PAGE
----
21st August 2016 pm – a 4 day course with Iain McGilchrist. Day 3 (pm)
This is the fifth in a series of posts in which I am sharing the notes I took whilst attending a 4 day course- Exploring the Divided Brain- run by Field & Field and featuring Iain McGilchrist.
Here are the links to my previous posts:
Day 1 (am). Introduction to the Divided Brain
Day 1 (pm). The Divided Brain and Embodiment
Day 2 (am). Time, Space and Reality
Day 2 (pm). The One and the Many
Day 3 (am). Where can we go for truth?
Trying to be sane in an insane world (What can we do about the mess we are in? Answers on the back of a postcard please.)
This question was also asked on the course last year at the same stage in the course. This is the post I wrote then – 28-03-2015: Trying to be sane in and insane world.
Iain started this year’s session by reading David Whyte’s beautiful poem – The Winter of Listening. Despite that it was a summer day, it was easy for us to see the relevance of this poem not just to the topic, ‘Trying to be sane in an insane world’, but also to previous sessions in the course.
Iain told us that he is a ‘hopeful pessimist’ and it was worth holding on to this as it turned out to be a ‘dark’ session, one that could easily leave you depressed.
For Iain, we have built a sick society, a WEIRD world (Western, Educated, Industrialised, Rich and Democratic), where we are living a lie, where competition is more important than co-operation, and where we are seeing less and less of the world and are becoming more like machines. We are obsessed with making better machines rather than better people. We are not happier than when we were materially less well off. There are many kinds of truth and many points of view and there is strength in pluralism, but we are controlled and manipulated by the uniformity promoted by business, advertising and the like. Technology is not neutral. It is highly invasive and there is already evidence that shows that the impact of technology on children is a loss of intimacy and imagination. Teachers have noticed that children can no longer sustain attention, they lack empathy and have difficulties reading the human face, all consequences of left hemisphere dominance.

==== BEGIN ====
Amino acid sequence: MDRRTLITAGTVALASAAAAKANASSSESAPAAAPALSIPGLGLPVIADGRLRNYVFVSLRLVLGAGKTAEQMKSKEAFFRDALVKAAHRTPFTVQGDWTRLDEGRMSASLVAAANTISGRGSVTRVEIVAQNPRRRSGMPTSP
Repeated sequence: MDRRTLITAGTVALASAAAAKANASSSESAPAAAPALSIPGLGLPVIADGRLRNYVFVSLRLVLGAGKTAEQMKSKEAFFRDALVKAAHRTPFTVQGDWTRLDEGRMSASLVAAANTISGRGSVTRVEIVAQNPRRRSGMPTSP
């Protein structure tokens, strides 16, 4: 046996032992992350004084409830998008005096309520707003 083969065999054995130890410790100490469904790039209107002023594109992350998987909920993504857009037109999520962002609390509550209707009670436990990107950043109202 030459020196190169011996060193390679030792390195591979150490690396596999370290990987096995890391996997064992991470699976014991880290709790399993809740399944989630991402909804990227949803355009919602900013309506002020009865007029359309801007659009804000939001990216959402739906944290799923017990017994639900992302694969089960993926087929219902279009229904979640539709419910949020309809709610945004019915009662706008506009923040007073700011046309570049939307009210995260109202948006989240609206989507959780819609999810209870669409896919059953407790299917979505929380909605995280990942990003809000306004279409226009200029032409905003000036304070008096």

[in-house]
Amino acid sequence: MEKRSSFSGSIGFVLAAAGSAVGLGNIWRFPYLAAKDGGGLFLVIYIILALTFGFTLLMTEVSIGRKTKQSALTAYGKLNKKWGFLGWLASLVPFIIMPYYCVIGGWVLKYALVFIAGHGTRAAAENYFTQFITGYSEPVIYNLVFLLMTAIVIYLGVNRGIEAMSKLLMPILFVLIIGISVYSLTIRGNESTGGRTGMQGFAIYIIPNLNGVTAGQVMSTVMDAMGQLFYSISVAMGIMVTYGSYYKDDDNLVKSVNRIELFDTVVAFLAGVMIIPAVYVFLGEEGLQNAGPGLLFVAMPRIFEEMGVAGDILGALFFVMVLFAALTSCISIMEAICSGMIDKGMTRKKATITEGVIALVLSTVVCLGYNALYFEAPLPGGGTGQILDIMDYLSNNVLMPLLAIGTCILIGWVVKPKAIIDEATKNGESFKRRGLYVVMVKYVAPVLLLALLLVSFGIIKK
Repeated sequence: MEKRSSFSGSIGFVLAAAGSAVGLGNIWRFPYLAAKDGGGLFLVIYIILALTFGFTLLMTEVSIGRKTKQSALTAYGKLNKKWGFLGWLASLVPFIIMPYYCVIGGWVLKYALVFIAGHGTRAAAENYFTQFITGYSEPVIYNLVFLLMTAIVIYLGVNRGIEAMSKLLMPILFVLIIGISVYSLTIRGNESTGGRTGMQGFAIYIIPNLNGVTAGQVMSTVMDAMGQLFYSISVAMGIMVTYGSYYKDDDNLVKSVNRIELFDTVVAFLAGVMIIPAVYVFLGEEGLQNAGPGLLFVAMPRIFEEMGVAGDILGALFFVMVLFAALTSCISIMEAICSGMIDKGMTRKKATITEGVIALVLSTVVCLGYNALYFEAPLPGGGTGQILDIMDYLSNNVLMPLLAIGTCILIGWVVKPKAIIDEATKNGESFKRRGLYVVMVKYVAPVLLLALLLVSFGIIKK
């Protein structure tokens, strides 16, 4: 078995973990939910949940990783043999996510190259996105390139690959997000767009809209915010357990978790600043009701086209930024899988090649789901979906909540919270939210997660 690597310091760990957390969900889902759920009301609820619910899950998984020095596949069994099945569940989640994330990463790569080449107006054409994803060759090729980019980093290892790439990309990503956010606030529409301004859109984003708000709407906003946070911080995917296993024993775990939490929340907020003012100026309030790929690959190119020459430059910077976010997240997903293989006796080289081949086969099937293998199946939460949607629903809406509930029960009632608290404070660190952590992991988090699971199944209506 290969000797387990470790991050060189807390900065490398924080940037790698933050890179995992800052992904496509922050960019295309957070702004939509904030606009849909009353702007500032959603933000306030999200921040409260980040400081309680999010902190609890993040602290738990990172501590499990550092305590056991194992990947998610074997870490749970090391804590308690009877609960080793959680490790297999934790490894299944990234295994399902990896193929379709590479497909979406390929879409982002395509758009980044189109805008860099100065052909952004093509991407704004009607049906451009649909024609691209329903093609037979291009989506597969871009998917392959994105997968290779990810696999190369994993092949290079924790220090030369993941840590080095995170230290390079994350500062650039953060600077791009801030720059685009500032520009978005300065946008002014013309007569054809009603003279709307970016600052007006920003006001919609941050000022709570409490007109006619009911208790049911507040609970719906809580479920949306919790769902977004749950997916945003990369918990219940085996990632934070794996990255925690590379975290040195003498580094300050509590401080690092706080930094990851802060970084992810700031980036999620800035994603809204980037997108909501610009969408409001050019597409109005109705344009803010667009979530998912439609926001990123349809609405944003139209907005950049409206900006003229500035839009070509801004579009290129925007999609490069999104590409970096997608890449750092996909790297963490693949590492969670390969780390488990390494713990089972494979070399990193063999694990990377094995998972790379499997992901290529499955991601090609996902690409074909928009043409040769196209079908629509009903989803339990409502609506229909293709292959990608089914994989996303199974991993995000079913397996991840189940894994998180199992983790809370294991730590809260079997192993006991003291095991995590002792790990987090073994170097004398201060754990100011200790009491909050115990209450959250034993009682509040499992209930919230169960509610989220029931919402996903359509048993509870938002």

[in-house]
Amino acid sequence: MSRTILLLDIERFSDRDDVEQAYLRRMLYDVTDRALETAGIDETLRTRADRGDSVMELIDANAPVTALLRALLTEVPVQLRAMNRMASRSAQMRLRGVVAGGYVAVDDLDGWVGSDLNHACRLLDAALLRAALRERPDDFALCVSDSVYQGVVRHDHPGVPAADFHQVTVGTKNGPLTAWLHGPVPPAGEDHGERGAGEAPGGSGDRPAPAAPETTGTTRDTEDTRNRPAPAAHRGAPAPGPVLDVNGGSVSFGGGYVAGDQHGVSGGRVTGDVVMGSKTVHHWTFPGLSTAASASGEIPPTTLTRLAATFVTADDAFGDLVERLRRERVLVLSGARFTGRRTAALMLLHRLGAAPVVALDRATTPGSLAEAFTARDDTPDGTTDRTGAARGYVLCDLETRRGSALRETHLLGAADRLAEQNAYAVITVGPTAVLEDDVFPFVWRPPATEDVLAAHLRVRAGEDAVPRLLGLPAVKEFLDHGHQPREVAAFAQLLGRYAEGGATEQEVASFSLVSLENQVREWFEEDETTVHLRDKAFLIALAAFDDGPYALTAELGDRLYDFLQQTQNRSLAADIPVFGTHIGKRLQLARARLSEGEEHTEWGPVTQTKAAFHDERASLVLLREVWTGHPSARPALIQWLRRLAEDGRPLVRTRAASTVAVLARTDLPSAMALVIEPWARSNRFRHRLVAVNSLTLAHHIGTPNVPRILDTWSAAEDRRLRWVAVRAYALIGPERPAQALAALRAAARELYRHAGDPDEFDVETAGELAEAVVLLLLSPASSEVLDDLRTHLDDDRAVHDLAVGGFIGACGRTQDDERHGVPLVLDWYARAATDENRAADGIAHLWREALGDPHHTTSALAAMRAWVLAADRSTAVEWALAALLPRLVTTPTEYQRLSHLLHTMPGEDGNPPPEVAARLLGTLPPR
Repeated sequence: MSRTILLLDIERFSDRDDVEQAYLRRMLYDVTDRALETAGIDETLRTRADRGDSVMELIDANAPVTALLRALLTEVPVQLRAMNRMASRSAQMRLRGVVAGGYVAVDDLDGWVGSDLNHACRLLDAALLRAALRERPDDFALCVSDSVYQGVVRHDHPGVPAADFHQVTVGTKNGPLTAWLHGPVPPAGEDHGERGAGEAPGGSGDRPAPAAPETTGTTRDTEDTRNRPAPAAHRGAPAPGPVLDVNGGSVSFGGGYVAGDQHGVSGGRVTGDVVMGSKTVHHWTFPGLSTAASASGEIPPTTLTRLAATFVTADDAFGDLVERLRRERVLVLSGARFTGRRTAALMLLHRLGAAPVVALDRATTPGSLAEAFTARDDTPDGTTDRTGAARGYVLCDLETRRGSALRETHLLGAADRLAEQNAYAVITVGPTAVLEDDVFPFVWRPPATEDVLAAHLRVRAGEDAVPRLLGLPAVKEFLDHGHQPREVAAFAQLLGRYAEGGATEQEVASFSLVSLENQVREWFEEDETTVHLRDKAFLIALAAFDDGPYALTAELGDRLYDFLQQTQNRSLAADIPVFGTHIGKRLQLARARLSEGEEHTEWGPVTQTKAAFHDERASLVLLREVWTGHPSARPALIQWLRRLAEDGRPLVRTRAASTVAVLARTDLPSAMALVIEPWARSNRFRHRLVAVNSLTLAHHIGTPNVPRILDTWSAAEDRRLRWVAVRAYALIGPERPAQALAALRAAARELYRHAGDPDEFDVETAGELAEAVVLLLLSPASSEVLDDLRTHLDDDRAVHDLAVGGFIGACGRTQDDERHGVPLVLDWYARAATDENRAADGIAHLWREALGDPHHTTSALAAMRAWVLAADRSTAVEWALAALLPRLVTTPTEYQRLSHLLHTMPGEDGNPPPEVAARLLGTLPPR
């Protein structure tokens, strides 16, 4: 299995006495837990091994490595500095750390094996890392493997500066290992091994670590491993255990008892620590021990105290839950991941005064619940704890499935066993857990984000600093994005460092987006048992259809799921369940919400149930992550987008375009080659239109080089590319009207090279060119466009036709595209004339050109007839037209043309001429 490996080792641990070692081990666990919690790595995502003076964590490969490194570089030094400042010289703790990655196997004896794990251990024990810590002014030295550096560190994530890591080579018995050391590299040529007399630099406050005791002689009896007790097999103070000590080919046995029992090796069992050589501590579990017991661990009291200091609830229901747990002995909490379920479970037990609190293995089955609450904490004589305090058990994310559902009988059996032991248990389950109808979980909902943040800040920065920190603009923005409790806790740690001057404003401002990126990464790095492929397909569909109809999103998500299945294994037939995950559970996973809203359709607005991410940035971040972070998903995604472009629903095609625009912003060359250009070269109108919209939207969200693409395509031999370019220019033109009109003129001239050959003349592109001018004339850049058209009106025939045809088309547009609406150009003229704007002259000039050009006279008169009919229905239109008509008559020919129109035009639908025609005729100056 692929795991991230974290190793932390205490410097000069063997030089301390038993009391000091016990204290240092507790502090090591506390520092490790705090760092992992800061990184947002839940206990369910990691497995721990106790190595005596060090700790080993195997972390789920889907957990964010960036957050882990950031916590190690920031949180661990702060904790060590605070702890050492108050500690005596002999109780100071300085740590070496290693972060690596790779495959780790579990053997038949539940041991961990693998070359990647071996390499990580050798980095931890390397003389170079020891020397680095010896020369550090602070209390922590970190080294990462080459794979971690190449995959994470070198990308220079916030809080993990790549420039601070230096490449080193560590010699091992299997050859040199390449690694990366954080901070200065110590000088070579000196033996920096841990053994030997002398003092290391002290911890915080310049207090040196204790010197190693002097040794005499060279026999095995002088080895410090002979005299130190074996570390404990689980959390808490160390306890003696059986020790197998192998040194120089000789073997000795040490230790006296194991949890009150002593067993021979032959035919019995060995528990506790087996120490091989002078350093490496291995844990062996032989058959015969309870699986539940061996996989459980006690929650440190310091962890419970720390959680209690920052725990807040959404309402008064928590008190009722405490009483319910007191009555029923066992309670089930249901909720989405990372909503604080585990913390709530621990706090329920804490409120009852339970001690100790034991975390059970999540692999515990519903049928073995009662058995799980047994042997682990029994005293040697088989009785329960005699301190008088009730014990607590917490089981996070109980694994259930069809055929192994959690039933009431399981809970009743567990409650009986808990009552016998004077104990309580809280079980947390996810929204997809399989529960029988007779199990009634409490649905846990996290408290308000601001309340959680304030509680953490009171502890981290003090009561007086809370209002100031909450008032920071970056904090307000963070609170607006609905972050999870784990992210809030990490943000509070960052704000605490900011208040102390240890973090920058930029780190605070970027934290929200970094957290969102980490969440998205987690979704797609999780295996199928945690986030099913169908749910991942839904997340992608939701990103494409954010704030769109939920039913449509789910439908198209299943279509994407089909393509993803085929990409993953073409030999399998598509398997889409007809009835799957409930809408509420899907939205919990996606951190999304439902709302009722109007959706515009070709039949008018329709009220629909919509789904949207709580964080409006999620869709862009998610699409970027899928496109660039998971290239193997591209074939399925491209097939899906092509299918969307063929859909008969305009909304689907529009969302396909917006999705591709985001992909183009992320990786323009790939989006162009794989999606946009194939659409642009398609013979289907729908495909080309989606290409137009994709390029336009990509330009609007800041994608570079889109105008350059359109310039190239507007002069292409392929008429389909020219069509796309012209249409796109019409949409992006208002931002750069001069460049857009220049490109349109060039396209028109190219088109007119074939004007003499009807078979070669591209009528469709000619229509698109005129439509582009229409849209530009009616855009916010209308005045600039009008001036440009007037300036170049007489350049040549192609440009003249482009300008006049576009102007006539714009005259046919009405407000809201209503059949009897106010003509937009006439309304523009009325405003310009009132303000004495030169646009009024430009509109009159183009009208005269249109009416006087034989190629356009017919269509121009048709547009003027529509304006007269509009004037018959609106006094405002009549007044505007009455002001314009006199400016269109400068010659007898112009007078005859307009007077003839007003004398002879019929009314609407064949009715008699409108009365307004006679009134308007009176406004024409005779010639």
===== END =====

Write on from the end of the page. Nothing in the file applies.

Iain has anecdotal evidence and has referenced research findings to support this pessimistic view of our Western society. Thinking further about this part of his session I have some sympathy with his view of technology, but technology is a broad brush term and maybe we need to be more specific. I would also like to see a bit more evidence for the observation about happiness and I would be interested to read the research on children being less imaginative and empathic these days.
Iain believes that invisible dogmas are even more dangerous than visible dogmas. Having and controlling has got us in this mess and now life is full of paradoxes. For example
- In wanting a paperless technological environment we use more and more paper
- In trying to improve education through dictating the curriculum we discourage free thinking
- The overuse of antibiotics results in bacteria that we can’t control
- In trying to protect our children we make them risk averse
- In striving for equality we create inequality
As an aside, my current reading is Jeremy Knox’s book – Posthumanism and the Massive Open Online Course, in which he seems to agree with this last point. Knox believes that massive online courses are promoting a new form of colonialism and new forms of exclusion. I both agree and disagree. I think its people who exclude, not courses or technology, but that’s not to deny that exclusion can happen.
Iain gave us many more examples of these paradoxes.
Through his research and his book The Master and his Emissary, Iain suggests that we are approaching another dark age, when the balance between left hemisphere and right hemisphere is lost and the left hemisphere dominates. This has happened before (as written about in the second part of his book), but he thinks this time, because of our technological advances, we have too much power over nature.
So what should we do? Iain’s view is that we need a call to arms to effect cultural change; change from both the bottom up and the top down, change of the hearts and minds of people. But the left hemisphere has a stranglehold on the means of communication of the right hemisphere (p.374, The Master and his Emissary). It is hard to articulate the right hemisphere’s point of view.